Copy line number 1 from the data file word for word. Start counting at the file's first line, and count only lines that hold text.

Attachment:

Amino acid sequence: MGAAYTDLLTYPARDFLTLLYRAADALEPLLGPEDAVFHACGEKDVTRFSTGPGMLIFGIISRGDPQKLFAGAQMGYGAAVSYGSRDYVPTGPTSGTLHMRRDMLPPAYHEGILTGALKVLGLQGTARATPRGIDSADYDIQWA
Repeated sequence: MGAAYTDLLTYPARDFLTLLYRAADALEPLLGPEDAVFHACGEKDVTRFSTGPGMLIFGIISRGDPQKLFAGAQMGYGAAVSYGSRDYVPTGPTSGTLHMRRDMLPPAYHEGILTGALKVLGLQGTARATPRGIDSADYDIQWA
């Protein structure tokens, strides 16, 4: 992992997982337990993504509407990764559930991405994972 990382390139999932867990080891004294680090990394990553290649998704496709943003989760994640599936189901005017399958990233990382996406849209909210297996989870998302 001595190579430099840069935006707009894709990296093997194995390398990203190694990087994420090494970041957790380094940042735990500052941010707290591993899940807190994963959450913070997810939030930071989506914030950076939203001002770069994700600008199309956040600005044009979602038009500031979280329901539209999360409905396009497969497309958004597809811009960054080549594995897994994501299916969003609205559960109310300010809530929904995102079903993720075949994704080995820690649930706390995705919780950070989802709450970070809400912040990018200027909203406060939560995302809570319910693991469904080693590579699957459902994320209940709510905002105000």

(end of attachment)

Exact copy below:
Amino acid sequence: MGAAYTDLLTYPARDFLTLLYRAADALEPLLGPEDAVFHACGEKDVTRFSTGPGMLIFGIISRGDPQKLFAGAQMGYGAAVSYGSRDYVPTGPTSGTLHMRRDMLPPAYHEGILTGALKVLGLQGTARATPRGIDSADYDIQWA